How to be a Better Swimmer

There are many simple things you can do, starting right now, that will result in an improvement in your swimming. The first and undoubtedly most important one is... swim more.
Created: February 2011
Revised: August 2011
Latest Feedback: August 2011

Introduction

In this article we assume you have a sufficient level of swimming confidence to contemplate a triathlon but recognise you have a long way to go before you'll be competitive in the swim. Perhaps you have already tried a few triathlons and have found you're lagging behind the mob in your age group, or maybe you're still finding it's a struggle to get through the distance even though you've been swimming weekly.

Whatever is your weak point, the good news is that there are many simple things you can do starting right now that will result in an improvement in your swimming. The first and undoubtedly most important one is... swim more.

Swim More

But what does this mean? This means frequency of sessions, not necessarily volume. Each time we do a swim session we are training our bodies in more ways than one. Some days we feel good, some days we don’t. The more often we swim with these different feelings the better we adapt. Swimming is definitely about adapting to conditions and making adjustments naturally. But this is not a time for you to zone out – if you are serious about making an improvement you should be watching those adjustments and observing how it affects you.

Of course all the extra swimming will improve your cardiovascular fitness too so even if you’re a regular runner or cyclist, doing the extra swimming will focus specifically on the aerobic fitness and muscle groups specifically used to swim and that is the key. Swimming is a highly skill-focused, repetitive motion sport. The more movements you can make the correct way, the better you get at swimming.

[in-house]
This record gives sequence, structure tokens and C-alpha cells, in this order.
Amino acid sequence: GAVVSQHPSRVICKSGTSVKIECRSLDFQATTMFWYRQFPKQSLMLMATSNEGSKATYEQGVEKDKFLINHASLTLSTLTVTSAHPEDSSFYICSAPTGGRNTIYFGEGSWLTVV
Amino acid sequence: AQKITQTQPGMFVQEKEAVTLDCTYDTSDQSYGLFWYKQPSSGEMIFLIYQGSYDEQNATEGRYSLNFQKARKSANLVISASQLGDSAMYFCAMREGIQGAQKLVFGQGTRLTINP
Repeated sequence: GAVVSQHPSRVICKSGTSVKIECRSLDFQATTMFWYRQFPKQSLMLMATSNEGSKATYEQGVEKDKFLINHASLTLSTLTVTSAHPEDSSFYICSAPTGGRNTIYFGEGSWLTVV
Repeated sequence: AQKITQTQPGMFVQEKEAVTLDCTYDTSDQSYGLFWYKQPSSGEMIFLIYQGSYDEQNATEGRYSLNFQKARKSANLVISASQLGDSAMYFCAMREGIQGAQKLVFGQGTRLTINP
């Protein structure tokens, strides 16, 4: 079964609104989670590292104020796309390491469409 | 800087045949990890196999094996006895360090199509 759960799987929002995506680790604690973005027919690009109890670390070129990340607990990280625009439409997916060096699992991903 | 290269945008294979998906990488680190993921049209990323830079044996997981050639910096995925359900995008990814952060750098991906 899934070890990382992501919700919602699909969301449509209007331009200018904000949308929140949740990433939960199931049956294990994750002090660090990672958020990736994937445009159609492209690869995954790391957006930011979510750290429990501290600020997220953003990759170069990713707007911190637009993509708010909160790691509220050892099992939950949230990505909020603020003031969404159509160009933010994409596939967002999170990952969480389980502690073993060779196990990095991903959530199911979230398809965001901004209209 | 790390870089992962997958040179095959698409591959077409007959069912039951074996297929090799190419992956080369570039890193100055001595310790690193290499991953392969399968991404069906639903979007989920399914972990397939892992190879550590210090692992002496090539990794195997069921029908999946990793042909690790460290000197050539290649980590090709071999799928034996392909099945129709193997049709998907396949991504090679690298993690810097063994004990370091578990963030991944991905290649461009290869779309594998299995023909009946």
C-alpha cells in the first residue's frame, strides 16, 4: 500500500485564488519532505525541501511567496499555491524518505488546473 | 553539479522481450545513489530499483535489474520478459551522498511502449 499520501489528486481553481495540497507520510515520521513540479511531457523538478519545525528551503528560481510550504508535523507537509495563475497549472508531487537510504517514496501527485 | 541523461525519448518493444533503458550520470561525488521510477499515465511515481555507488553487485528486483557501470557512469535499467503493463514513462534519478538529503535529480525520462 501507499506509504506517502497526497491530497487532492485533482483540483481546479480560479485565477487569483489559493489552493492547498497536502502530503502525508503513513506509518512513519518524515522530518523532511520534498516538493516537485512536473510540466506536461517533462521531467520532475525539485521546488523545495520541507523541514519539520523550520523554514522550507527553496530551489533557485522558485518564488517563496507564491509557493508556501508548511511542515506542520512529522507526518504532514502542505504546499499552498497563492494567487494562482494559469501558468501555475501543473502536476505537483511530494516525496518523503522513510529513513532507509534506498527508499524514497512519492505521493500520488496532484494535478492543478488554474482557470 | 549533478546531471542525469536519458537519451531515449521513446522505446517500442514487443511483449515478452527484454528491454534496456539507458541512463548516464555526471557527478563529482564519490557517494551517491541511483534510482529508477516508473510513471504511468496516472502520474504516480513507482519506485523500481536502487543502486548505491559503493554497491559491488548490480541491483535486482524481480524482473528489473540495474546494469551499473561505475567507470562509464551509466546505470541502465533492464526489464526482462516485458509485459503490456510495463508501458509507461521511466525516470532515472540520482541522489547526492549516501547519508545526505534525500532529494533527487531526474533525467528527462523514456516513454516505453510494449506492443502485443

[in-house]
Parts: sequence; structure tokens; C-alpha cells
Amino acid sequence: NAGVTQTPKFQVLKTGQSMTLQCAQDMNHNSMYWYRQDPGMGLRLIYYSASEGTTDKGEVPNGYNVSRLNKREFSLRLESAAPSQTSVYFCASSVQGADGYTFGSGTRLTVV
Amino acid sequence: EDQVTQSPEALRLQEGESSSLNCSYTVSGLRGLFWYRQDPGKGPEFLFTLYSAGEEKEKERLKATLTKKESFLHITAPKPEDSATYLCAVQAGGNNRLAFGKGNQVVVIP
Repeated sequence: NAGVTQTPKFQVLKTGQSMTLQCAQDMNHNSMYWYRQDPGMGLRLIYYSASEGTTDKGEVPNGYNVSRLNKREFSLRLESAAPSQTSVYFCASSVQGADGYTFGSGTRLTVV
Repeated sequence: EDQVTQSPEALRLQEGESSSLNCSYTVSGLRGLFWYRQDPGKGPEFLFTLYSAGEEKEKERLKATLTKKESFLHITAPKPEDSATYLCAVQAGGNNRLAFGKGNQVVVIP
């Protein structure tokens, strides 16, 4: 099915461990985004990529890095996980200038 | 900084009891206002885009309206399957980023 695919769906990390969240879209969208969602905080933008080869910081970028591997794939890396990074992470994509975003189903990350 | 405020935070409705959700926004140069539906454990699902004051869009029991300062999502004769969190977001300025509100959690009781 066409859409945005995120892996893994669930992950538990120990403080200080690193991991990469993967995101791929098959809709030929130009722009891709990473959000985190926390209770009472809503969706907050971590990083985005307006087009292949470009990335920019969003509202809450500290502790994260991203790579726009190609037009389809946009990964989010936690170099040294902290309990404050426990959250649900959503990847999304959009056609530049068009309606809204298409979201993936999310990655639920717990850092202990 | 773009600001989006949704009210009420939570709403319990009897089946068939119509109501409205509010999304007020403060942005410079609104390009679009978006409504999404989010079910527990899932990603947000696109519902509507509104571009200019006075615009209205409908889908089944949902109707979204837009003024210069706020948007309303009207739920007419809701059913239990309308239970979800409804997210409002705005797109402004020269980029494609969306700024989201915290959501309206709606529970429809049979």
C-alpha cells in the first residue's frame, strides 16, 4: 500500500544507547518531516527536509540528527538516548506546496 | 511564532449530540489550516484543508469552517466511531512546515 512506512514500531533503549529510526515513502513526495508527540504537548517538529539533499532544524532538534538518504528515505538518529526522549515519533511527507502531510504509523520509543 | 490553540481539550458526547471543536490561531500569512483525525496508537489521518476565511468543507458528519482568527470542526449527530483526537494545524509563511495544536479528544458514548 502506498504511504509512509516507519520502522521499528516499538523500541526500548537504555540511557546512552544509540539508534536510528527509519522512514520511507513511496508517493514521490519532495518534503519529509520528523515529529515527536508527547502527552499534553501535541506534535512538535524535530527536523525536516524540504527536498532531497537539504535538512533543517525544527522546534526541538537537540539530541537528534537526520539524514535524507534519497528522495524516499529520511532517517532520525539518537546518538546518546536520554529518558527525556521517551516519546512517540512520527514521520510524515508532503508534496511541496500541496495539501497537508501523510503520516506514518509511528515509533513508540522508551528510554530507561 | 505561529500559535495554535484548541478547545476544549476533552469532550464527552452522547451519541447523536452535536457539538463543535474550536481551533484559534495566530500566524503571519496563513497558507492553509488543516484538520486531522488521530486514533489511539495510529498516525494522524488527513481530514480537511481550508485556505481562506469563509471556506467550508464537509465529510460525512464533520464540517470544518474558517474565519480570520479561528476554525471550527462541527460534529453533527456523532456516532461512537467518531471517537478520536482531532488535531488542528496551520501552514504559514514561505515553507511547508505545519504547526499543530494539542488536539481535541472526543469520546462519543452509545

Swimming "better" doesn’t have to mean you'll make a 4 minute improvement in your 750m race! In fact, swimming better can be as simple as recognising the difference in your fitness after exiting the water from that 750m swim. Do you normally exit the water exhausted and incapable of running to transition? After increasing the frequency of your swimming you might find your times don’t improve but your stamina does, which will set you up for a stronger cycle. Unfortunately, one swimming session per week is NOT enough if you want to improve. The more you swim the more you'll see an improvement. It doesn't get much simplier than that!

Technique

That brings us to technique. The more often you can swim fresh, the less likely you are to swim with poor form. It doesn’t initially matter if your best form isn’t technically perfect, you just don’t want to be doing the bulk of your training when tired – so if the choice is 1 long session per week or 2 shorter sessions, you should always opt for 2 shorter sessions (or more if possible). That way, less of your overall swim time per week is done whilst fatigued, which only ruins your technique.

Even if you are making some technique errors your body will make natural adjustments to make your time in the pool more efficient if you are swimming frequently. However, you should put some effort into understanding what is good technique so you have a goal to think about in your sessions. Refer to swim technique books, or DVDs. Then get someone to film your swimming - this will give you something to visualise in your own sessions and help you make the necessary adaptions.

Drills

When you shift focus from swimming for pleasure, or purpose to “training”, that is you are swimming with the intent to “get better”, you need to figure out what points in your stroke need to be improved upon and then map out a specific training plan to account for your technical needs.